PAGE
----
METHODS IN PSYCHIATRIC GENETICS
A scientific revolution has occurred in the field of genetics with the advent of genome-wide studies of sequence, marker association, copy number variation, and transcription. At the same time, a new understanding of regulatory loci in the genome has increased our understanding of the function of intronic and intergenic areas.
Using these techniques, genes influencing risk for many neuropsychiatric diseases have been identified. Solid evidence now supports specific common variants for schizophrenia and bipolar disorder, and specific rare variants for autism, schizophrenia and intellectual disability. Our understanding of the genetic architecture and neurobiology of these conditions has also increased through the use of new analytic and bioinformatic methods.
CLINICAL EPIDEMIOLOGY: TWIN, FAMILY, AND ADOPTION STUDIES
Three types of population genetic studies—twin, family, and adoption studies—are conducted to ascertain whether a particular human phenomenon is substantially genetically influenced.
Twin studies are based on the fact that monozygotic (MZ) or identical twins represent a natural experiment in which two individuals have exactly the same DNA sequence for each of their genes. This is in contrast to dizygotic (DZ) or fraternal twins, who share 50% of their DNA sequences and are no more genetically similar than any pair of siblings. A phenomenon that is influenced by genetic factors should be more "concordant" (similar) in MZ twins compared to DZ twins.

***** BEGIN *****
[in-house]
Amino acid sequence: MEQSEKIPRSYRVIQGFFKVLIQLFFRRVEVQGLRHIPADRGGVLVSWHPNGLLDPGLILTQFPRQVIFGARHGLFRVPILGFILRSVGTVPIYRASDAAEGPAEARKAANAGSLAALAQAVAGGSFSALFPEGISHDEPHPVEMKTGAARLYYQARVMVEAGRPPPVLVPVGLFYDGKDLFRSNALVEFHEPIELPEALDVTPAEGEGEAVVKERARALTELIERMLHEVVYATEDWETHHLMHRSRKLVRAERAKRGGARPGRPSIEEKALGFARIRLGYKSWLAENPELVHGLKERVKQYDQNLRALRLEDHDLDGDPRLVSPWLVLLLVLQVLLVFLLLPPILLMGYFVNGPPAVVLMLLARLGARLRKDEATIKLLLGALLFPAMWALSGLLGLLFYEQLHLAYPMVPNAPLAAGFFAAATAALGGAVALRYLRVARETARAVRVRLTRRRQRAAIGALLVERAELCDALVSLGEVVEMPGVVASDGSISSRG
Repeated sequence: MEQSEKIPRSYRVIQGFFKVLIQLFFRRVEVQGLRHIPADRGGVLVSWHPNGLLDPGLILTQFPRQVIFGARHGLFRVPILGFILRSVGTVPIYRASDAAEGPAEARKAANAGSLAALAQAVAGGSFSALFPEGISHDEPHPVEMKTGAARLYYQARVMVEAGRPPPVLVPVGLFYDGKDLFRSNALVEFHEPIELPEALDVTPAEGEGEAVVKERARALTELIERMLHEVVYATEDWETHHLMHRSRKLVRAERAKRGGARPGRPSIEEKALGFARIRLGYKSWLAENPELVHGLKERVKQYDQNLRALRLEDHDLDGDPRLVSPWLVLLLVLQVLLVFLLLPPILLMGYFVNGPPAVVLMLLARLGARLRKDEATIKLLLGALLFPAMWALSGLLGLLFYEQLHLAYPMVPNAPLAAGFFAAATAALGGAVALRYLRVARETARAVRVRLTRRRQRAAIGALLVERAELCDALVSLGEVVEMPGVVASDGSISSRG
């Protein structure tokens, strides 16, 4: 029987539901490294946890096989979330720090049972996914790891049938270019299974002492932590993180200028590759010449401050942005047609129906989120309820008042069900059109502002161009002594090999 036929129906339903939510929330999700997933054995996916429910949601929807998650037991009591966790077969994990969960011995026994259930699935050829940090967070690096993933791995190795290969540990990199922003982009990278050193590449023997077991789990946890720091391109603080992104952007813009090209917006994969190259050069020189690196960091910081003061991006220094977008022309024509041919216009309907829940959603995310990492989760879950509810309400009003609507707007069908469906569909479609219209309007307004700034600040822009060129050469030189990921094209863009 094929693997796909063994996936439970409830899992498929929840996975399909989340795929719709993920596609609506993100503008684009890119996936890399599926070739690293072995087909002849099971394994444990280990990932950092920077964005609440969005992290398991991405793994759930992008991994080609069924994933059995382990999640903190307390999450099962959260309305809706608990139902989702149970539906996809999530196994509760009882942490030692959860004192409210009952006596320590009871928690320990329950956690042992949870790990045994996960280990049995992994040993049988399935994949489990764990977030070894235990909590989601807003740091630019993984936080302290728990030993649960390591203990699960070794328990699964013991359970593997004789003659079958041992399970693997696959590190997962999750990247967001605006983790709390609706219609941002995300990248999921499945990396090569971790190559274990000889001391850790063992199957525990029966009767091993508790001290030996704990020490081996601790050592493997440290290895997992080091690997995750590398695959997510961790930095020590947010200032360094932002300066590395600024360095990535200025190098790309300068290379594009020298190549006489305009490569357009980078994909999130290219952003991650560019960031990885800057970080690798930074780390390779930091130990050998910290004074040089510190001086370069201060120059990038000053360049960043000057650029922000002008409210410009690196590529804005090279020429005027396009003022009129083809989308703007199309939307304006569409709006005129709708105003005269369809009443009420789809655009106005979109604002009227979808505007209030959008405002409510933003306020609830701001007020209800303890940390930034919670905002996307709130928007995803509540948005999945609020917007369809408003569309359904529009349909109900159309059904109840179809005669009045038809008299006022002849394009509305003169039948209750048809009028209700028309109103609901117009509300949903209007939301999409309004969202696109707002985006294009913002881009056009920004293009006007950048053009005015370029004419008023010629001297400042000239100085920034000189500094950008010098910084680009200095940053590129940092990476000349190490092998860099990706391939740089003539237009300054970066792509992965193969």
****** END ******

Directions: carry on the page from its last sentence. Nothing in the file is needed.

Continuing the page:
Family studies can answer three critical questions concerning the inheritance of a disorder:
Are relatives of an affected subject at increased risk for the disorder compared to relatives of control subjects?
What other disorders may share a common genetic vulnerability with the phenomenon in question? Is there a spectrum?
Can a specific mode of inheritance be discerned? Most major psychiatric disorders now appear to be polygenic and multifactorial.
A family study typically begins with a proband or initially ascertained patient, whose relatives are then studied.
In adoption studies, the risk for the disorder may be evaluated in four groups of relatives: the adoptive and biological relatives of affected adoptees and the adoptive and biological relatives of control adoptees. If the disorder is heritable, one should find an increased risk among the biological relatives of affected subjects, compared to the other three groups of relatives. One can also compare risk for illness in adopted-away children of ill parents versus adopted-away children of well parents.
Segregation analysis may be used to determine whether the pattern of illness in families is consistent with a specific mode of transmission (most useful for conditions in which a single gene accounts for a substantial portion of ...